Greenwich Village in the 1930s and Today
What was Greenwich Village like in the 1930s? Well, it might surprise you that not that much has changed in some regards, at least in relation to neighborhood landmarks, except for the El train of course no longer running up 6th Avenue. Thanks to the map below of Greenwich Village from the 1930s, we can see many distinct buildings and landmarks of the neighborhood which are still standing today.
Perhaps one of the most prominent landmarks is the Jefferson Market Courthouse. Designed by Calvert Vaux and Federick Withers, it was constructed in 1876. Today it houses a public library, but in the 1930s it was the Women’s Courthouse and the Court of Special Sessions. Beginning in 1934 the Women’s House of Detention stood next door, which was razed and replaced with the Jefferson Market Garden we have today.
Many other buildings now protected by the Greenwich Village Historic District are also apparent in the map, including: the Northern Dispensary at Waverly Place and Christopher Street, constructed in 1831; Greenwich House, the settlement house on Barrow Street constructed in 1916; and “The Narrowest House in New York” at 75 1/2 Bedford Street, constructed in 1873.
The Salmagundi Club, which is an individual NYC Landmark, is the only surviving intact mansion on Lower Fifth Avenue. The building was constructed in 1852 in an Italianate style for railroad and coal magnate Irad Hawley. The Salmagundi Club, a noted artists club founded in 1871, purchased the building in 1917 and has used it ever since.
However, many other historic buildings noted on this map fall in our proposed South of Union Square historic district which has yet to be protected with landmark designations. On Fifth Avenue, No. 80 Fifth Avenue is visible on the map. The 16 story office building was designed in a highly decorative Rennaisance Revival style in 1908 by architects Buchman & Fox. This building has been home to the International Workers Order, The Motion Picture Patents Company, Forbes Magazine, and the National Gay Task Force. Despite its obvious architectural and historic significance, this building remains unprotected by landmark designation.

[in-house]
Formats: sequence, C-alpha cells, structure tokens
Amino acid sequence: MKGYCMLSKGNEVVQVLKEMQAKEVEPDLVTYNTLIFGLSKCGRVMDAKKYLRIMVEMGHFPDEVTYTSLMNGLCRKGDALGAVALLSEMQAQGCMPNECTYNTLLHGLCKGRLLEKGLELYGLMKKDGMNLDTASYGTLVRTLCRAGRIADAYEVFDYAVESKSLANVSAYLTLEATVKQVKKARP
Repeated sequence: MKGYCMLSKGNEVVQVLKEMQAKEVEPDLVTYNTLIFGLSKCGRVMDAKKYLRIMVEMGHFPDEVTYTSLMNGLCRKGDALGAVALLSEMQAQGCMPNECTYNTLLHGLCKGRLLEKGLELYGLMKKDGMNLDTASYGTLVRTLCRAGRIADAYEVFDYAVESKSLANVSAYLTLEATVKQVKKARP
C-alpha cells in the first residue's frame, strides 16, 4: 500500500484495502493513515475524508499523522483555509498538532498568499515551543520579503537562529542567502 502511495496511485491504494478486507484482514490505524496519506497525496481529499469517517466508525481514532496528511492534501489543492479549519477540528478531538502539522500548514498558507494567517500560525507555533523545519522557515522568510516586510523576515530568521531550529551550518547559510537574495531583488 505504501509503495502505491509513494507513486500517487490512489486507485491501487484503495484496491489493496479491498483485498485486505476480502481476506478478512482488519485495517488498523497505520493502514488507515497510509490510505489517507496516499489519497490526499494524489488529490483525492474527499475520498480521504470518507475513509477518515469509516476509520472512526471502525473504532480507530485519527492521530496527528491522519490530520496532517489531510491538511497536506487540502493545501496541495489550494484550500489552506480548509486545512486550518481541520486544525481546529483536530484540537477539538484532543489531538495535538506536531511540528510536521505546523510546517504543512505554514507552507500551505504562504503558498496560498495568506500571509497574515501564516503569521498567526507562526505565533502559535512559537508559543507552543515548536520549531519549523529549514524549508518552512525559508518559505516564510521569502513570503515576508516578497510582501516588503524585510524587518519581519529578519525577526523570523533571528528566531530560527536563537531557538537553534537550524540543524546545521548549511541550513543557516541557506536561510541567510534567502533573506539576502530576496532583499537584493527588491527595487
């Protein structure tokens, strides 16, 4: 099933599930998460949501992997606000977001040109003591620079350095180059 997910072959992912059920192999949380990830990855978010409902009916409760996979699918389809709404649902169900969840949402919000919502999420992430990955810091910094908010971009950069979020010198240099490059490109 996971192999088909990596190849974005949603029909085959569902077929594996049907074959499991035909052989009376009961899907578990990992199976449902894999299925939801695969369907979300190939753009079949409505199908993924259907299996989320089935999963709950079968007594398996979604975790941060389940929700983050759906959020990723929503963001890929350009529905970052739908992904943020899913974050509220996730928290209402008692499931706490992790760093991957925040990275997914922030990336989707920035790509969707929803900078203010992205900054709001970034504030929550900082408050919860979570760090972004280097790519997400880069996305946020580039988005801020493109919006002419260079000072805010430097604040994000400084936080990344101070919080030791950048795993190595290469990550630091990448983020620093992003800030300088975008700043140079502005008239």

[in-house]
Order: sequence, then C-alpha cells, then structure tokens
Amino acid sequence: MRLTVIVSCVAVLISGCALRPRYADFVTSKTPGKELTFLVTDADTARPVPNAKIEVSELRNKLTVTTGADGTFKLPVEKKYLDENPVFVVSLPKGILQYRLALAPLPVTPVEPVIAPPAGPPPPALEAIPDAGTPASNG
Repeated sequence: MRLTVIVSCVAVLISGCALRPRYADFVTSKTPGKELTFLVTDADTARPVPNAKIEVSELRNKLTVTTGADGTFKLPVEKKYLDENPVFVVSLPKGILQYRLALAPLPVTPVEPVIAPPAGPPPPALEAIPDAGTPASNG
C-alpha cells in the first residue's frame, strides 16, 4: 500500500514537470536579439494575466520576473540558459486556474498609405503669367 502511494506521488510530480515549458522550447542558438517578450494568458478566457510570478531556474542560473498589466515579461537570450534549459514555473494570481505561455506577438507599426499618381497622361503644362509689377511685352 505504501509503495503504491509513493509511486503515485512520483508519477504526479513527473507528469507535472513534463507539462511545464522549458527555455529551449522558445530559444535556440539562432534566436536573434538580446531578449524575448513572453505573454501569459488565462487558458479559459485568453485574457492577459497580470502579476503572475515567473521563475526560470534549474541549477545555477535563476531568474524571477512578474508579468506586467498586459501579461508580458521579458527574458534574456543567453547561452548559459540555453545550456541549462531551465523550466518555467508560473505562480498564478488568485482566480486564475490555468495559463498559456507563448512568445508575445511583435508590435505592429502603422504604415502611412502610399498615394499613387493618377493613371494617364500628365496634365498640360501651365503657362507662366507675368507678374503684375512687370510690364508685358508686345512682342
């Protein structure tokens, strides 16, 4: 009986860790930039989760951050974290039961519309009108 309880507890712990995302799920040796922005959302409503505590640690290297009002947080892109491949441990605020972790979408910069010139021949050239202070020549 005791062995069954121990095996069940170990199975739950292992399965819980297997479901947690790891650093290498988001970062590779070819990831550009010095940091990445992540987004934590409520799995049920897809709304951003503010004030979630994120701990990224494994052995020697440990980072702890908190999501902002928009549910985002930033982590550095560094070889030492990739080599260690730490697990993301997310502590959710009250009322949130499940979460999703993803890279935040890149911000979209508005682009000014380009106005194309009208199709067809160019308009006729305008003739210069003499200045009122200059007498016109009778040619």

10 East 13th St was constructed in 1888 by architect G.A. Schellenger for John Glass & Son. It was the home of Fairchild Publishing, producer of Women’s Wear Daily (WWD).
Unfortunately, when looking at the map you can also spot some lost landmarks of the area south of Union Square. One is the New York Society Library which was established in 1754 to provide New Yorkers with access to literature and writings when no other libraries existed. Originally located on Wall Street, by the mid-19th century the library’s collection became so large (thirty-five thousand volumes), it was necessary to build a larger building in Greenwich Village. In 1856, it moved to Greenwich Village, taking up residence in a beautiful new home it built at 67 University Place between 12th and 13th Streets. The street numbers were changed in 1895, and 67 University Place became 109 University Place. Here the library remained for eighty-one years, until 1937. Then the library moved uptown to its current location, and in 1940 the beautiful building was replaced with an art deco apartment building.
A map like this is a special historical artifact. It allows us to have a look back nearly a hundred years and highlights the historic significance of our neighborhood both then and now. It also reminds us that while much of Greenwich Village has been landmarked, the area south of Union Square and its historic fabric is not yet protected.
Village Preservation has recently received a series of extraordinary letters from individuals across the world, expressing support for our campaign to landmark a historic district south of Union Square.
To help landmark the historic buildings seen on this map and other buildings in this area, click here. To read more history of the buildings and area south of Union Square, and our preservation efforts in the area, click here. To explore the area South of Union Square and its fascinating history, click here.